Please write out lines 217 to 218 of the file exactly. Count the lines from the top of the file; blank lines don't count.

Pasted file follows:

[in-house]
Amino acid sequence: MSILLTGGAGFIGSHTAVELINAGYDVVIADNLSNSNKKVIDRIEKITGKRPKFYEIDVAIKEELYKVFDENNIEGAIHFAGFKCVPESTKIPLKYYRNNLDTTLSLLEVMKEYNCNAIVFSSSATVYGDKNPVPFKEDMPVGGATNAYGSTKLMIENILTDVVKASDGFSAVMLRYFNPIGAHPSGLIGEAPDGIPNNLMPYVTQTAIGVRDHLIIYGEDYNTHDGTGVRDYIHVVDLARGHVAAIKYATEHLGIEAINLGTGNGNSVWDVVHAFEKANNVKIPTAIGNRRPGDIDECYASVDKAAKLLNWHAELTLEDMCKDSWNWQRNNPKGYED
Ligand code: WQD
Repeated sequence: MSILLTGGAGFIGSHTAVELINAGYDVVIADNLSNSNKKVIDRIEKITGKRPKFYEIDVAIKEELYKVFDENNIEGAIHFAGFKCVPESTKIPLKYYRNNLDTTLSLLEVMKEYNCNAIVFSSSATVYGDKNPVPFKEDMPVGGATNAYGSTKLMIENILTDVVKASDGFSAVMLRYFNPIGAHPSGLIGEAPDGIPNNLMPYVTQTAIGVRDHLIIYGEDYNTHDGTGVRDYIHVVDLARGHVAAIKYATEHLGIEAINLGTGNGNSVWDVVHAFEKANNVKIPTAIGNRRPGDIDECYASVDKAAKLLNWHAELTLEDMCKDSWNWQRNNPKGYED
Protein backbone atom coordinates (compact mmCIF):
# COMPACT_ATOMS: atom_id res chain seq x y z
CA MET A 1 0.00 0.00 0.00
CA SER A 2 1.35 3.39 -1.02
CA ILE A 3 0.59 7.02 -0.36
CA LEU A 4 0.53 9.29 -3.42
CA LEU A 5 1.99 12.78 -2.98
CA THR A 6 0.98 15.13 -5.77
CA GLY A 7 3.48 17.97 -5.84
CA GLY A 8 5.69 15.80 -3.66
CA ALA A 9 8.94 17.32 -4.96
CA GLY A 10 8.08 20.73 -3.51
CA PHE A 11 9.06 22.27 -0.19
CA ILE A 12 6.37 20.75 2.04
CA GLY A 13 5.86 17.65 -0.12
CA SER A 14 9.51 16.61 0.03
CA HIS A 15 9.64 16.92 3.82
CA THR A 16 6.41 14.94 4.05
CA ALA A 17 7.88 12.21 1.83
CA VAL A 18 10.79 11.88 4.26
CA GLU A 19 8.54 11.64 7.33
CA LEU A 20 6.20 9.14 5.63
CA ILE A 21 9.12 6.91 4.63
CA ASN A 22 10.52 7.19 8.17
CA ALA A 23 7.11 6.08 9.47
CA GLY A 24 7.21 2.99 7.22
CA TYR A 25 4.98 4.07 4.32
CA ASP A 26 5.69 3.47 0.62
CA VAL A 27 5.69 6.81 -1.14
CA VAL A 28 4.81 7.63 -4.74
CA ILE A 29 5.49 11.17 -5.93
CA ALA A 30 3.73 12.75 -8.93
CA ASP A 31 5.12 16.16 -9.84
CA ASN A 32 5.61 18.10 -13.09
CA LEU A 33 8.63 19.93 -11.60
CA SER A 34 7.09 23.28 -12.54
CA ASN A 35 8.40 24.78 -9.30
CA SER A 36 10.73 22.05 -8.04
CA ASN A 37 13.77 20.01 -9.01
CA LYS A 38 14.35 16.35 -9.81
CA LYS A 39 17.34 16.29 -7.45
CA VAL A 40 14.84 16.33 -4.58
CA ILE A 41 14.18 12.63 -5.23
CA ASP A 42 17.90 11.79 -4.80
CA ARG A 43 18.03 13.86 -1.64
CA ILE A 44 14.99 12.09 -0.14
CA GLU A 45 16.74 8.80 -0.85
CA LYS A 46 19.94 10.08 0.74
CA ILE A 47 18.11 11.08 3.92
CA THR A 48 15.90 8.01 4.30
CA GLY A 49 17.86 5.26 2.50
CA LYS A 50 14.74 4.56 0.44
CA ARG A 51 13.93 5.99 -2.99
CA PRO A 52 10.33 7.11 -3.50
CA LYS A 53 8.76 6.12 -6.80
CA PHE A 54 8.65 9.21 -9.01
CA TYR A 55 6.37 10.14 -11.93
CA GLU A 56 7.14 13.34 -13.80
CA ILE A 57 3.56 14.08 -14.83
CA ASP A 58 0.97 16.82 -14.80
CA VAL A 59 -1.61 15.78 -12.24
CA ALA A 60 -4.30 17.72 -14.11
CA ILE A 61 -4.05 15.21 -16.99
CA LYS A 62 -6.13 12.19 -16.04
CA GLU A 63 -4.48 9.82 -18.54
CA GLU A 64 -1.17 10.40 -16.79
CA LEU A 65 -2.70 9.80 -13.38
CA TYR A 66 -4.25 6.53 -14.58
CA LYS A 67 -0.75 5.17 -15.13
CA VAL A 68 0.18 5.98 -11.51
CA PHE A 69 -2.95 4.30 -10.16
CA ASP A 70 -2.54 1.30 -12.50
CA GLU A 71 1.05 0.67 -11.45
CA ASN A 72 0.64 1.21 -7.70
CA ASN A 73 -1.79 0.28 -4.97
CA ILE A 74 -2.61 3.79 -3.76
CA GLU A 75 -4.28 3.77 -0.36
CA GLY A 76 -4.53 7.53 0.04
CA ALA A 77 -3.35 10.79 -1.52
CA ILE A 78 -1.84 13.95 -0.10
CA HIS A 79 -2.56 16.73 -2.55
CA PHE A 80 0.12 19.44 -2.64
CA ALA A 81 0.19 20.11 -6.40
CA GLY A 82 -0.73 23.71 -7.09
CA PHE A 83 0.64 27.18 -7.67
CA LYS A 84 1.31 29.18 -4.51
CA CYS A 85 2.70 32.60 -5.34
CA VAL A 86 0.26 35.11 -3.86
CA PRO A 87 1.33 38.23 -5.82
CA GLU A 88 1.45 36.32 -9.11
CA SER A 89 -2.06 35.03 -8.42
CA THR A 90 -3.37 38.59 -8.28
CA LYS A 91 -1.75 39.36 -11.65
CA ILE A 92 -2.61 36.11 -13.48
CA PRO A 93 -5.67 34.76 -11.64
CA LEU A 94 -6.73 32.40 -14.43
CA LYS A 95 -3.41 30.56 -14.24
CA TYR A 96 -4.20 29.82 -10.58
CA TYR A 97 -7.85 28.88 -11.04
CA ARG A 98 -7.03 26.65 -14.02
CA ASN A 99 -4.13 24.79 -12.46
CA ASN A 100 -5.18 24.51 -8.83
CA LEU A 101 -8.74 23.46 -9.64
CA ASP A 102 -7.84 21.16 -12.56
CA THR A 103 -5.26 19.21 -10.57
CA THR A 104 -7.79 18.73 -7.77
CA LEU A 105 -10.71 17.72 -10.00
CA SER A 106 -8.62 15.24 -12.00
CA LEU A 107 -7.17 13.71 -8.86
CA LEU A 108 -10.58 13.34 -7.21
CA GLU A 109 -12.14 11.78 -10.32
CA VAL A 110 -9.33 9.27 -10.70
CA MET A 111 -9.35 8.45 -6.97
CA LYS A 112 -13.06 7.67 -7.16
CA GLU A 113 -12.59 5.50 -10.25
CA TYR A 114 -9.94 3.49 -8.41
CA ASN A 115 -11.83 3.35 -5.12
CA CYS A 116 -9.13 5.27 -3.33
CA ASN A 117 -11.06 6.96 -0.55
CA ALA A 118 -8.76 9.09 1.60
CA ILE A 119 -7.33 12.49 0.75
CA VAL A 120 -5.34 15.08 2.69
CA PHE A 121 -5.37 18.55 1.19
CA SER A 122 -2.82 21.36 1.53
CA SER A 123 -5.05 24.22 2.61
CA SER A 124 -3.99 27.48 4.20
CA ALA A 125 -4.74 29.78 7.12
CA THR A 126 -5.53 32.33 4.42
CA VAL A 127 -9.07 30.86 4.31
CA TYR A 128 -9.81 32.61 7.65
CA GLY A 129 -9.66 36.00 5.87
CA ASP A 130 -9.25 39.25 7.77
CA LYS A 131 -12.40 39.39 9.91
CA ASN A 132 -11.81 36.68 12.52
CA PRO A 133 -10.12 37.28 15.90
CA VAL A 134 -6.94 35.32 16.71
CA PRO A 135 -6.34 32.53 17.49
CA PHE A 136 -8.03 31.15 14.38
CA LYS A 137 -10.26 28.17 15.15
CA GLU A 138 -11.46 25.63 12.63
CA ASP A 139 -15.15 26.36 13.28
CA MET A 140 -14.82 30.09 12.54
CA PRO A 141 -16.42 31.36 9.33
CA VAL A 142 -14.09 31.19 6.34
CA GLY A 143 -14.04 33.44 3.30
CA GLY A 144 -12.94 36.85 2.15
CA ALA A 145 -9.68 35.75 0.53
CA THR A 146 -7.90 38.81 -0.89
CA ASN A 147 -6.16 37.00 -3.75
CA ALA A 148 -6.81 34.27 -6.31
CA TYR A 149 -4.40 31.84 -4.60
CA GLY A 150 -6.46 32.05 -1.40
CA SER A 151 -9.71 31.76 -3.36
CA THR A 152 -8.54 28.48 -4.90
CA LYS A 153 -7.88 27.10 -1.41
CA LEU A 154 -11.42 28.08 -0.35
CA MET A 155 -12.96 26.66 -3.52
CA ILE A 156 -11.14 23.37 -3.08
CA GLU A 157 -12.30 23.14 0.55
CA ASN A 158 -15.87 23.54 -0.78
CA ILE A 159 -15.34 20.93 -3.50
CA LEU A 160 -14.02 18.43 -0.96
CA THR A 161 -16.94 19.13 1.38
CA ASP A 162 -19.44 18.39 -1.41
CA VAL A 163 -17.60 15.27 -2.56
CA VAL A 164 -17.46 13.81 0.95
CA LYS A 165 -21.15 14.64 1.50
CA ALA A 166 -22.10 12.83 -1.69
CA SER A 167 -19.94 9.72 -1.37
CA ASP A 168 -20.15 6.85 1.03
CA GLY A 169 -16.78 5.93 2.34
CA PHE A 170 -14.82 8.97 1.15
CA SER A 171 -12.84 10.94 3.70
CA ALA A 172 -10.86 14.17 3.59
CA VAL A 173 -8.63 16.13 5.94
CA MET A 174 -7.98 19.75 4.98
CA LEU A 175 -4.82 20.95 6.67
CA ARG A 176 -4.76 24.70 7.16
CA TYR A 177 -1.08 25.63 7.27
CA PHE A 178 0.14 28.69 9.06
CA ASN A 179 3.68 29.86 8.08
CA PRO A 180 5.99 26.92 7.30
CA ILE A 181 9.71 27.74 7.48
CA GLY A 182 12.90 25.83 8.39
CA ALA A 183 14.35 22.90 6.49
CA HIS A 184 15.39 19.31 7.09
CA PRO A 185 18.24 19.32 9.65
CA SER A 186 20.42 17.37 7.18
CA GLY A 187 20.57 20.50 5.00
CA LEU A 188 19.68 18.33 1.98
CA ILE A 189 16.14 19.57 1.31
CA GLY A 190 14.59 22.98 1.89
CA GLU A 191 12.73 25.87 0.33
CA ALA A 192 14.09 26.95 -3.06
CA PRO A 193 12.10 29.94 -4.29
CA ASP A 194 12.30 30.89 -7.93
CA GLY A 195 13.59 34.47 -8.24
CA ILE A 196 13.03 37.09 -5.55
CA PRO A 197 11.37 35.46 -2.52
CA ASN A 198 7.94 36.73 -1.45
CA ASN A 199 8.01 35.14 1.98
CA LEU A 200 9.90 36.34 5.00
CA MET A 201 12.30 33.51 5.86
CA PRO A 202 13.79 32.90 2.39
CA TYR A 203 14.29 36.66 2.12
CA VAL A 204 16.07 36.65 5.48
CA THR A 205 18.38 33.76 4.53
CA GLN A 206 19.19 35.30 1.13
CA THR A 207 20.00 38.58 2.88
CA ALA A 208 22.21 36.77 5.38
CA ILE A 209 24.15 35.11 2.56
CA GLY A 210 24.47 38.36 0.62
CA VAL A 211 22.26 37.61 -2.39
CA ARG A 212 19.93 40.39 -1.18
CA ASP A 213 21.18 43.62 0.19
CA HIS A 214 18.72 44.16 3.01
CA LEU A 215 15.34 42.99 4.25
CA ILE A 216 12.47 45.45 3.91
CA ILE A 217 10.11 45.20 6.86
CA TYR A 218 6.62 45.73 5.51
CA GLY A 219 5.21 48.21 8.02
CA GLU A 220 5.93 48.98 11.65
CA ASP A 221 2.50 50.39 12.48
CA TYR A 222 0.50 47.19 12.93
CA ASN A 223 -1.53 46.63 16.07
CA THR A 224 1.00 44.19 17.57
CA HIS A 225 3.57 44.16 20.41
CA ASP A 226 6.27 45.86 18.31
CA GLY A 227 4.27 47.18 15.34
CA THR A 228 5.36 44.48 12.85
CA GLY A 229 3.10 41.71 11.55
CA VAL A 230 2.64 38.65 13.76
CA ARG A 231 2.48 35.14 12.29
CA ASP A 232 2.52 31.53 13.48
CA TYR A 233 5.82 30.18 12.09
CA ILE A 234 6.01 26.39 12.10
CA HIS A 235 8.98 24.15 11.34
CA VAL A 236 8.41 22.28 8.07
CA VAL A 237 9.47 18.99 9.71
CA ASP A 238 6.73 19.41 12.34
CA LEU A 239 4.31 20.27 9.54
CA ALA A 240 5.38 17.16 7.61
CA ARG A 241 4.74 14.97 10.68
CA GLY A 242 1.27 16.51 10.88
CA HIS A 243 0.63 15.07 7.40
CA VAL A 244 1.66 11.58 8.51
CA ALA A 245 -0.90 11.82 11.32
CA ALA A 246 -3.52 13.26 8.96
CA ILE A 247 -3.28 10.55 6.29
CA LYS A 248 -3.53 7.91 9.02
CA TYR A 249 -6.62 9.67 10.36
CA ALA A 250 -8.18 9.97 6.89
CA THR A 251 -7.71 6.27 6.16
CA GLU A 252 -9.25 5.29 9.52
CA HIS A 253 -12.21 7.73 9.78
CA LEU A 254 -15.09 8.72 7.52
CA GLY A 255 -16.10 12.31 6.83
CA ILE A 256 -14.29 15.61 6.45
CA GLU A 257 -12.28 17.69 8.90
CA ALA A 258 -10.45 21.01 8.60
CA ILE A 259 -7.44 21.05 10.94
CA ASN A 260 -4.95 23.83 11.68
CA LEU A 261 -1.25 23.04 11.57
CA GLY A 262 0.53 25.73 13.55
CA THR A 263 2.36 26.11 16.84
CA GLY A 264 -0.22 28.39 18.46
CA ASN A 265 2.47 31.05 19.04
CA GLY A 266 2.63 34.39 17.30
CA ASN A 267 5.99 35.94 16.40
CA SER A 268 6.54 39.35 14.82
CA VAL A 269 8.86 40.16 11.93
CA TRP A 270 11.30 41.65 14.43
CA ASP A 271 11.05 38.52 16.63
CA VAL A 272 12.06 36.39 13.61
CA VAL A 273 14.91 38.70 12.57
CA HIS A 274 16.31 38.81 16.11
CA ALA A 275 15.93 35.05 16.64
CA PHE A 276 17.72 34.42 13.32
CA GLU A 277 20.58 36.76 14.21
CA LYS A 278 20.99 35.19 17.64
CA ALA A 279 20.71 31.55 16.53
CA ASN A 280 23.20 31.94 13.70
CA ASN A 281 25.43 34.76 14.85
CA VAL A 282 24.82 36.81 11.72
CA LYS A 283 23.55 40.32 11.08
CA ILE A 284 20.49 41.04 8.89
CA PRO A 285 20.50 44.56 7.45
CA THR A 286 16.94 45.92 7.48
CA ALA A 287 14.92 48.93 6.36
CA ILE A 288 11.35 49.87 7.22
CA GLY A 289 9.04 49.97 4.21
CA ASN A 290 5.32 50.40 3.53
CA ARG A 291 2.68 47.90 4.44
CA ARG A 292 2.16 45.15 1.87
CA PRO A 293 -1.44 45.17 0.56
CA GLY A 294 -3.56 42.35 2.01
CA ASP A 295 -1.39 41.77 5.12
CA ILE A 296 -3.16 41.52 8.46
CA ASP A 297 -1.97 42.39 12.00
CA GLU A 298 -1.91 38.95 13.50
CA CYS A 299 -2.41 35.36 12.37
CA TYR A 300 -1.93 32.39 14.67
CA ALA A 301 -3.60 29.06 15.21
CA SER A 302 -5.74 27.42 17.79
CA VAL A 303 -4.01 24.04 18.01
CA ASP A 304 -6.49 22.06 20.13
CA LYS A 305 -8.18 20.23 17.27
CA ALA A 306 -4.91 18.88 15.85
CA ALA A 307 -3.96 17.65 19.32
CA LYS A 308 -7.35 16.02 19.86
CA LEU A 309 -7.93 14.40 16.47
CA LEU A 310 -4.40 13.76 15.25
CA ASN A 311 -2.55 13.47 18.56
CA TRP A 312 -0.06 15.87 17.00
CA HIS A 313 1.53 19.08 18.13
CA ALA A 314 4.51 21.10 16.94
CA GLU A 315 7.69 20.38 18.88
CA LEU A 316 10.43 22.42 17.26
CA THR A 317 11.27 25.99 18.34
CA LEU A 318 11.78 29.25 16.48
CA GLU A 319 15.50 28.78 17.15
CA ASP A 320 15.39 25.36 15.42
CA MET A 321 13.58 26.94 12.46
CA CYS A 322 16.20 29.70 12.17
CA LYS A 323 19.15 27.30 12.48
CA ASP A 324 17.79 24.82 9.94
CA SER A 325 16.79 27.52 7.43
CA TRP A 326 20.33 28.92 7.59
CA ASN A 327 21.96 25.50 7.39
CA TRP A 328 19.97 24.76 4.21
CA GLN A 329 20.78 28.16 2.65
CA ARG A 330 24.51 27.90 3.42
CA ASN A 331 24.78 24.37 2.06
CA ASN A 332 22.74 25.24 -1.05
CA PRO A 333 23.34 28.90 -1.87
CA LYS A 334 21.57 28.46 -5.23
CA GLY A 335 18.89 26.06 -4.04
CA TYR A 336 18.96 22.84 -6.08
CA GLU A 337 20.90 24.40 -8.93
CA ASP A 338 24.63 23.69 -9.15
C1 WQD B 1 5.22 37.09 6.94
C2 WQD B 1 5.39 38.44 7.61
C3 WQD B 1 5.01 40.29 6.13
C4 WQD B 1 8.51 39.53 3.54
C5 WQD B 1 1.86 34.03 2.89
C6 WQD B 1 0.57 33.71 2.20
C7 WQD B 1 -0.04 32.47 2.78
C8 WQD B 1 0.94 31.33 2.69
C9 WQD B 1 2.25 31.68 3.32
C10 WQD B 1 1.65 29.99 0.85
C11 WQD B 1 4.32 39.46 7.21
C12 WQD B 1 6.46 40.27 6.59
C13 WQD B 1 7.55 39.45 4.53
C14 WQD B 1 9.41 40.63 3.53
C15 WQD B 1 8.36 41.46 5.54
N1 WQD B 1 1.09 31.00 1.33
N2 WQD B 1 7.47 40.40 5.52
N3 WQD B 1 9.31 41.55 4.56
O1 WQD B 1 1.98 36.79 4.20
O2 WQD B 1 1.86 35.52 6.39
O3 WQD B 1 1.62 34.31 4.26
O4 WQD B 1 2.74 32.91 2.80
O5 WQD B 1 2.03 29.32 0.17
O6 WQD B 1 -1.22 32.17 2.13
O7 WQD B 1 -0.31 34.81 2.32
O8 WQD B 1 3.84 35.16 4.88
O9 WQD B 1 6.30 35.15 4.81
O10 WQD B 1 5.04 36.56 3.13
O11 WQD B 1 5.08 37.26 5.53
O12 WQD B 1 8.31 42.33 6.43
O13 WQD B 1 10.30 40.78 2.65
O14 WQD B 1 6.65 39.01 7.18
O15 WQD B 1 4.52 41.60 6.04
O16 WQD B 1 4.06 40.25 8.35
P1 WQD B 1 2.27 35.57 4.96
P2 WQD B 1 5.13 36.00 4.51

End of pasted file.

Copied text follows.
CA VAL A 211 22.26 37.61 -2.39
CA ARG A 212 19.93 40.39 -1.18